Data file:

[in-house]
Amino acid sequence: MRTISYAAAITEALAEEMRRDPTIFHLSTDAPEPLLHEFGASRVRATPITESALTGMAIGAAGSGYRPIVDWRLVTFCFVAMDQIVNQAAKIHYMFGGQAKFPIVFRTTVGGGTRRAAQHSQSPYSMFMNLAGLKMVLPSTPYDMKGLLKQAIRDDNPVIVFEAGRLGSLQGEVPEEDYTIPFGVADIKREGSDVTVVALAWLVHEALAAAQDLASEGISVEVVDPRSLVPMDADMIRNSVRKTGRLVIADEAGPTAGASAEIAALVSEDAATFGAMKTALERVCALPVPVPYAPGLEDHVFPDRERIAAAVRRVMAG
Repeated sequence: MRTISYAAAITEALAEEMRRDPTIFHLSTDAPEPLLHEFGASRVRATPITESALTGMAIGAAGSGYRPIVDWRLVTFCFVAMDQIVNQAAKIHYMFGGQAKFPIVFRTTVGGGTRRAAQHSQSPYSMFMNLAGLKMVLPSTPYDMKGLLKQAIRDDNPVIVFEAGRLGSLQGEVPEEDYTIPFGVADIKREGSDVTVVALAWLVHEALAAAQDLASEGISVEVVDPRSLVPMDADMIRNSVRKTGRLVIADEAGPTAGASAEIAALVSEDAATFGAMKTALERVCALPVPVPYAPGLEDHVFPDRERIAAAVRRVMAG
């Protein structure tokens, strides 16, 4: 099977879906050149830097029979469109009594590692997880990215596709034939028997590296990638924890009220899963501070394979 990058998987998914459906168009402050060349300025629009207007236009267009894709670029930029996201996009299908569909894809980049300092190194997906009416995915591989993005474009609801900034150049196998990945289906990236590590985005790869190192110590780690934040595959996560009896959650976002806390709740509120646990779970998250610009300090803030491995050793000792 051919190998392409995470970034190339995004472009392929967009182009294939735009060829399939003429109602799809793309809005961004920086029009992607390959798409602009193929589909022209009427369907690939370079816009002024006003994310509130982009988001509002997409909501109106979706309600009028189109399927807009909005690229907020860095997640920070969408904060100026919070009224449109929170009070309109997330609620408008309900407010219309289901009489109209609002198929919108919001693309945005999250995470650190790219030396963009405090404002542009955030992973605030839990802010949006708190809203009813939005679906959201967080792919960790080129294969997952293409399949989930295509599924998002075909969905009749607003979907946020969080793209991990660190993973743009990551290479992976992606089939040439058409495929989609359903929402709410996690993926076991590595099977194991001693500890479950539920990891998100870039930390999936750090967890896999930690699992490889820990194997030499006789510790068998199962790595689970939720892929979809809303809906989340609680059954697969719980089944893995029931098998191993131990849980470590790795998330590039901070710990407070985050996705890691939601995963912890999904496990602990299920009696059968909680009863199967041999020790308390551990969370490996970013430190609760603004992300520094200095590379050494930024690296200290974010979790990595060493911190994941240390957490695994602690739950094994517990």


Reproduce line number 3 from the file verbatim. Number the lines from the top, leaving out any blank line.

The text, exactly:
Repeated sequence: MRTISYAAAITEALAEEMRRDPTIFHLSTDAPEPLLHEFGASRVRATPITESALTGMAIGAAGSGYRPIVDWRLVTFCFVAMDQIVNQAAKIHYMFGGQAKFPIVFRTTVGGGTRRAAQHSQSPYSMFMNLAGLKMVLPSTPYDMKGLLKQAIRDDNPVIVFEAGRLGSLQGEVPEEDYTIPFGVADIKREGSDVTVVALAWLVHEALAAAQDLASEGISVEVVDPRSLVPMDADMIRNSVRKTGRLVIADEAGPTAGASAEIAALVSEDAATFGAMKTALERVCALPVPVPYAPGLEDHVFPDRERIAAAVRRVMAG